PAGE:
Our new public art installation “What Do We Have In Common?” is now open through October 22 near Parkman Bandstand.
On September 22, the Friends of the Public Garden, Now + There, the City of Boston, Boston Parks and Recreation, and artist Janet Zweig introduced the installation to the public at a well attended opening ceremony. Friends President Liz Vizza shared a land acknowledgement statement, and Boston Parks Commissioner Ryan Woods highlighted the city and the Friends commitment to greenspace.
Friends President, Liz Vizza introduced the project,
As part of our 50th anniversary celebrations, the pandemic delayed this project by a year, but has also deepened the significance of this question. As we work to emerge from this difficult time that has forced us to distance in so many ways, what are the things that bring us together? How do we care for common resources that belong to every one of us, places that have given us such a healing respite over this last year and a half? In a time of climate change, calls for racial justice and Pandemic recovery, celebrating what we have in common is more vital than ever. It is our hope and our invitation that this interactive art installation will spark your curiosity, will surprise you and will help you see the familiar in new ways.
Commissioner Ryan Woods spoke eloquently about our partnership caring for these shared greesnspaces. Now + There Executive Director Kate Gilbert outlined the process and the importance of public art in our parks and in the city. Chief of Environment, Air and Open Space, Reverend Mariama White Hammond shared,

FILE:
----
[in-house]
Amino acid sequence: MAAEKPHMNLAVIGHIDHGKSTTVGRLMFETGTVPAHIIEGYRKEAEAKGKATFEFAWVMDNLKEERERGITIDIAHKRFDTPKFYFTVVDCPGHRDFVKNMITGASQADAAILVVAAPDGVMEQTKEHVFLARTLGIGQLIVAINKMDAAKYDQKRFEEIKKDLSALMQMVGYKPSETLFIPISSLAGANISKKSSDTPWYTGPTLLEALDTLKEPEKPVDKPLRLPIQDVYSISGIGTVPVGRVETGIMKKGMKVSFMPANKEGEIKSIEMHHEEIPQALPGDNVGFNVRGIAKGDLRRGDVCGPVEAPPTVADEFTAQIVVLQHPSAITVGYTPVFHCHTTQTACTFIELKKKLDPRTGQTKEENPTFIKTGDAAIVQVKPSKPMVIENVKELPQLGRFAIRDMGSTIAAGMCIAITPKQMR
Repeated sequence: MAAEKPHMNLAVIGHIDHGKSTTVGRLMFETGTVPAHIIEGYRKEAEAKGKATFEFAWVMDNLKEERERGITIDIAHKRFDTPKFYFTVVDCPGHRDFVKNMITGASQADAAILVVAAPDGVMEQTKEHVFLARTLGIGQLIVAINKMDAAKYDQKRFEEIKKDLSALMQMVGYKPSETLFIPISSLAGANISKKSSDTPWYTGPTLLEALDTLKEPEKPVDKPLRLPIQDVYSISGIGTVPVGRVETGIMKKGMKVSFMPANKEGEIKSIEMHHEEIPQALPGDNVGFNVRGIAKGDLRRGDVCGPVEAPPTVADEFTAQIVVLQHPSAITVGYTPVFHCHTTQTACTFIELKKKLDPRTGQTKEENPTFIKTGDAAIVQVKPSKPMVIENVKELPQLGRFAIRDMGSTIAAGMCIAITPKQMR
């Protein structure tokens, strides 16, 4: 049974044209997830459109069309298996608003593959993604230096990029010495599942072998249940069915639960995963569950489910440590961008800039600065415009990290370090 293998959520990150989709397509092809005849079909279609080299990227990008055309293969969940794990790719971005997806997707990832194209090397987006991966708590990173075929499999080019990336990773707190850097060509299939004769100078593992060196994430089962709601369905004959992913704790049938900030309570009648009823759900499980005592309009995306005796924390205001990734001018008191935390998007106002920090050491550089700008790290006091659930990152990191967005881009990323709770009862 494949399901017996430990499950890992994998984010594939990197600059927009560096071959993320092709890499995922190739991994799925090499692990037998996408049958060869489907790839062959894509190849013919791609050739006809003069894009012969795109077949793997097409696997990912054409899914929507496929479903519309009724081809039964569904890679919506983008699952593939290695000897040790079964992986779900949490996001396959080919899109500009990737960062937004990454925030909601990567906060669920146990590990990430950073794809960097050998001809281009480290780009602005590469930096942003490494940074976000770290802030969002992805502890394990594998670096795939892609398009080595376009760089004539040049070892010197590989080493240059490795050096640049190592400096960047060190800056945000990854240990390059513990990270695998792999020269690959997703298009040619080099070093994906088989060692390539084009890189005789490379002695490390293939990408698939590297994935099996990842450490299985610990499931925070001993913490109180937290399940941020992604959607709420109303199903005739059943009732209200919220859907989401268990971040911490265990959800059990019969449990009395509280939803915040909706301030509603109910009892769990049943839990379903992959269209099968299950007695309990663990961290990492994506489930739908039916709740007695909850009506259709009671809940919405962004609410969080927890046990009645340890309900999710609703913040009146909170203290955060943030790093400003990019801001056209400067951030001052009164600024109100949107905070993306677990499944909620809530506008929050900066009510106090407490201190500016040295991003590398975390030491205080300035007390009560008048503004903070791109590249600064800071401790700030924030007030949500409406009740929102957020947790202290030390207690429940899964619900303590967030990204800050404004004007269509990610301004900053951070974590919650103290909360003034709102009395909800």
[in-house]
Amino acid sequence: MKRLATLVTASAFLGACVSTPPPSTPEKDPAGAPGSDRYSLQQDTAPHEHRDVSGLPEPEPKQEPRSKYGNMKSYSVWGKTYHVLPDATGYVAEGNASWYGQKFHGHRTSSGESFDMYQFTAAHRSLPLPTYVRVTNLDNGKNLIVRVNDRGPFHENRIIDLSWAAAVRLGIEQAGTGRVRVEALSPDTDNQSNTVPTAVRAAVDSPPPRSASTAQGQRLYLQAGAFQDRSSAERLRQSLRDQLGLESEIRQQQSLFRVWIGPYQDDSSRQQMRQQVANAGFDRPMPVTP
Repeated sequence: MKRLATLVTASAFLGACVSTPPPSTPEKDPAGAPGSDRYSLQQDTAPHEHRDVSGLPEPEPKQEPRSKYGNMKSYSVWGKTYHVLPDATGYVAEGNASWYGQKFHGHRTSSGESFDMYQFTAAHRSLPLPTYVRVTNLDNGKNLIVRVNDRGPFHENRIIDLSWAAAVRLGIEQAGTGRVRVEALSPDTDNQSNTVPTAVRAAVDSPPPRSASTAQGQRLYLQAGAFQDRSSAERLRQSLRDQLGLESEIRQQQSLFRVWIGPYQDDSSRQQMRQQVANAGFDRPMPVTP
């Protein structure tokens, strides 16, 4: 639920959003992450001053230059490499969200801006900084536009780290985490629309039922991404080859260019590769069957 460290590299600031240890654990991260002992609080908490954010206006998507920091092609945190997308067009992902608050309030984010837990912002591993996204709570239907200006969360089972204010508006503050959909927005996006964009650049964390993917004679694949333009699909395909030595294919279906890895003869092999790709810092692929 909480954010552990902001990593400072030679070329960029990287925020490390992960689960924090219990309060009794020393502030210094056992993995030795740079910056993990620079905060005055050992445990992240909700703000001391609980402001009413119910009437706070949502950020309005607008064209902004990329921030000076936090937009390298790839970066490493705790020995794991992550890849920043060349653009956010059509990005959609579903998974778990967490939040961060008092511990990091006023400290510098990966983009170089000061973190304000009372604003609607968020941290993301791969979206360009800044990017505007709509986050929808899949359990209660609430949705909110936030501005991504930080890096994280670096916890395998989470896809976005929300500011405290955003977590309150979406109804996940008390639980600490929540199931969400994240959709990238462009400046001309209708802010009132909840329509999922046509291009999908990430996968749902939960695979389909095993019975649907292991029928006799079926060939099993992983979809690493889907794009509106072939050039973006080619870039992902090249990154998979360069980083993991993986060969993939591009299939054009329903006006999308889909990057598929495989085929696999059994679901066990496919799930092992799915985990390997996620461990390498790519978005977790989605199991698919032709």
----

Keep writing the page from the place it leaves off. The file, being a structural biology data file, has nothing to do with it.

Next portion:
“In a moment where we’ve been reckoning with questions of who are nation is, and who our nation should be, and in a time where the very balance of mother earth is at risk – where she is calling us to change from a way of being that is threatening our survival to something that is far more sustainable.”
She encouraged all Boston residents to think about the questions posed by the installation and what they mean for the Common and our communities.
Zweig revealed her thought process in creating the piece.
“This project gave me the opportunity to go down a rabbit hole of a fascinating subject that I hope you’ll all become familiar with: common resources and the practice of commoning….Some of those things mentioned in the questions on the glowing markers. These include all those things that might belong to no one, That might belong to anyone and that might belong to everyone.”
At the end of the opening, there was a moving performance of. Cassandre Charles’ “Transformative Uncertainty” performed by local members of the Boston Dance Alliance‘s Dance and Disability cohort, presented by Monkeyhouse’s Covid Collaborations. Attendees also enjoyed a guided tour of the installation, and the opportunity to meet and speak with the artist.